A developmental Sikorsky VH-92A helicopter conducts landing and take-off testing at the White House South Lawn on September 28. The aircraft was the first of six test aircraft developed under the engineering and manufacturing development phase. Photo by Sgt. Hunter Helis/U.S. Marine Corps
April 12 (UPI) -- The cost to replace the U.S. president's aging helicopter fleet is some $234 million less than budgeted in 2014, the Government Accountability Office said.
As of last May, the total acquisition costs for the Sikorsky VH-92A presidential helicopter program were estimated at $4.95 billion, which is a 4.5 percent decline from the $5.18 billion estimated in April 2014, GAO said in a report released Thursday. That equates to a cost of about $215 million for each of the 23 helicopters.
The VH-92 is configured from Sikorsky's S-92. Twelve nations have selected the S-92 helicopter for their critical heads of state, according to Lockheed Martin, which owns Sikorsky.
"The president relies on a fleet of helicopters for transportation that has been in service for decades," the GAO said about the aircraft, which is known as Marine 1 when the president is aboard.
The Navy plans to replace the current Marine Corps fleet of 19 helicopters -- the VH-3D, which entered service in 1978, and VH-60N aircraft, which arrived in 1987. Dwight D. Eisenhower was the first president to travel on a helicopter, the Bell UH-13J Sioux, in 1957.
Initial delivery is scheduled to begin in fiscal year 2020, with production ending in fiscal year 2023.
Among the estimated savings, approximately $88 million can be attributed to efficiencies during development and $103 million to revised spare parts cost and equipment production list. Also, $36 million comes from lower than expected inflation rates, the GAO said.
"A key factor in controlling total program acquisition cost has been performance requirements stability," the report said. "The Navy has not added any key performance requirements to the fixed-price contract, thereby limiting cost growth. In addition, the Navy and the contractor have been able to limit the number of necessary design changes that require modifications to aircraft."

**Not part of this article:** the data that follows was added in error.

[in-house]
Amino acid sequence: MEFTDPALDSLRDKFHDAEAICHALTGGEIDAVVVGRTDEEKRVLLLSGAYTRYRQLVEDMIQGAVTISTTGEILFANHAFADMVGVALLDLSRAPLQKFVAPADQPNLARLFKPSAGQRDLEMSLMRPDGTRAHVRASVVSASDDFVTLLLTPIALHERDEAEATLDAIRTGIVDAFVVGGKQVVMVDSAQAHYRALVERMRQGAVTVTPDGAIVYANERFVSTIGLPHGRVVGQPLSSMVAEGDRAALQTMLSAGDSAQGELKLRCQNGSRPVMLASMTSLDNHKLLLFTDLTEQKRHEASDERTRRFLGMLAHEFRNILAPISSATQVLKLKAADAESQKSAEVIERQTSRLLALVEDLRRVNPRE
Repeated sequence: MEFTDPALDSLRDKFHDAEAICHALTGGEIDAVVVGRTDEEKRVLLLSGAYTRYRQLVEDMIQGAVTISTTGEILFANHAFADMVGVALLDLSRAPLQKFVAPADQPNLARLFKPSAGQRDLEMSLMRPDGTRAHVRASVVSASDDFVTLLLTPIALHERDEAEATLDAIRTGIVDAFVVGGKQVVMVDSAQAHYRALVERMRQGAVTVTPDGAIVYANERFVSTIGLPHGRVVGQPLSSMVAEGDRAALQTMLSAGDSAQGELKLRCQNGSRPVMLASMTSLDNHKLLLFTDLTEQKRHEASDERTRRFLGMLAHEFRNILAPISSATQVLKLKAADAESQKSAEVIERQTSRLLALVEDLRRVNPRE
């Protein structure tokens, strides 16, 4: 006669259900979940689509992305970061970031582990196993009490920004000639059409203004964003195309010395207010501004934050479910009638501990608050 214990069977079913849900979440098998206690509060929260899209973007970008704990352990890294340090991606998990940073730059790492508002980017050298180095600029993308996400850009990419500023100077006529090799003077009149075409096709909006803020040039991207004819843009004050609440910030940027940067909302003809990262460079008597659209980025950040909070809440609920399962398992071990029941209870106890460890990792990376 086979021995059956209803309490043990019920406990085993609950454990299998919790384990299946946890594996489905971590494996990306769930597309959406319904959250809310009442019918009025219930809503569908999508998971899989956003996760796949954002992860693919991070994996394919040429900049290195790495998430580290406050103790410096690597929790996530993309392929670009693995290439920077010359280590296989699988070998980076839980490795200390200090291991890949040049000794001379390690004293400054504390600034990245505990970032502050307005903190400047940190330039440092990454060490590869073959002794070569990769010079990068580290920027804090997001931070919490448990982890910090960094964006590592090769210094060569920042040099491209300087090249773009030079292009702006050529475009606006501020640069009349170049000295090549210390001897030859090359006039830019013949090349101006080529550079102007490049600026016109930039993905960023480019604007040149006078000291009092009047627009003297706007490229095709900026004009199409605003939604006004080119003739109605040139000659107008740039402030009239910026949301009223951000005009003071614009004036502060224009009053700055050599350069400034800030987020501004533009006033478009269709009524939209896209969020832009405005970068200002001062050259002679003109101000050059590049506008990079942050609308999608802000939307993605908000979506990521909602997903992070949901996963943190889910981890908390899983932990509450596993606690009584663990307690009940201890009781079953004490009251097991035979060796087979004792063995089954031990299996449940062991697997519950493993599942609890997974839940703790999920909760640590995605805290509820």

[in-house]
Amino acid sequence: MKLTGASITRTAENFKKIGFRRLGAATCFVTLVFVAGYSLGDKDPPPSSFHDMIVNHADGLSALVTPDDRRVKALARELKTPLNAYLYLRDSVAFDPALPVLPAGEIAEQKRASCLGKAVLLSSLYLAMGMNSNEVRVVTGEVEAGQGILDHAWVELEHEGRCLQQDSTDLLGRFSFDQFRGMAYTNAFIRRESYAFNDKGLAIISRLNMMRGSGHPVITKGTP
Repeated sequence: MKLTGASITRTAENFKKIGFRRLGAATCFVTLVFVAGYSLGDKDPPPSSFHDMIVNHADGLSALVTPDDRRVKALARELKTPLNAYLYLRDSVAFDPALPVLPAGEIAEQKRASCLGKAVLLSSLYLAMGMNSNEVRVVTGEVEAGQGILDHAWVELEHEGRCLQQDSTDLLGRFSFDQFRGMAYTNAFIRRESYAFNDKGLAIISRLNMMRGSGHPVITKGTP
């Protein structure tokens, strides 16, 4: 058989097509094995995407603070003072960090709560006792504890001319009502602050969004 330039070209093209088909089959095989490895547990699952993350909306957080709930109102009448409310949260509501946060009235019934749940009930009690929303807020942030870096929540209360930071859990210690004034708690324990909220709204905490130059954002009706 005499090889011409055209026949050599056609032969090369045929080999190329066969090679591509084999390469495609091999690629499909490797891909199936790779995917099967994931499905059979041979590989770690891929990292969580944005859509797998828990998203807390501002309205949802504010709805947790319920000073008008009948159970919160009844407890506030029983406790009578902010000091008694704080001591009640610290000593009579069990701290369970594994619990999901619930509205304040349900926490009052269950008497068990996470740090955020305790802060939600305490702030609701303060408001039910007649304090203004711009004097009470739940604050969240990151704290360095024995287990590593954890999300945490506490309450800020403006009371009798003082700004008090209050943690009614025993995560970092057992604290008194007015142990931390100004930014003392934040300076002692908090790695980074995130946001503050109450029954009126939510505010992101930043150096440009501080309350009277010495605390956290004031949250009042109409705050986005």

But the development has been pushed back by Sikorsky.
Milestone C review to authorize low-rate initial production was delayed from last January to June this June. The initial operational test and evaluation start has been pushed back from October to March 2020. An initial operational capability decision is three months later than initially expected in October 2020,
"The VH-92A program continues to face development challenges that could affect Sikorsky's ability to deliver fully capable aircraft prior to the start of initial operational test and evaluation," according to the GAO report.
In 2018, the GAO found the helicopter hadn't met a capability requirement for landing without damaging the landing zone, including the White House South Lawn. Sikorsky plans to have a solution for this performance requirement by November 2020.
In addition, the VH-92A program has experienced problems connecting the aircraft's communication system to secure networks because of changes in network security requirements. The Navy anticipates a fix by January 2020.
"These changes are expected to be incorporated into the four production representative helicopters being built under the development contract in time for the program's initial operational test and evaluation," the GAO said.
Sikorsky VH-92A program director Spencer Elani noted the first two helicopters were delivered on time to the government. They are now in the government test program.
"Sikorsky is confident the Defense Acquisition Board will soon issue a positive Milestone C decision for the VH-92A program to enter into production," Sikorsky VH-92A program director told Vertical publication in a statement.
"Sikorsky is pleased a recent agency review noted the excellent teamwork and open communication between the government and industry team building the next generation presidential helicopter."
The GAO, which does not make recommendations in this report, plans to continue monitoring potential cost growth and schedule delays.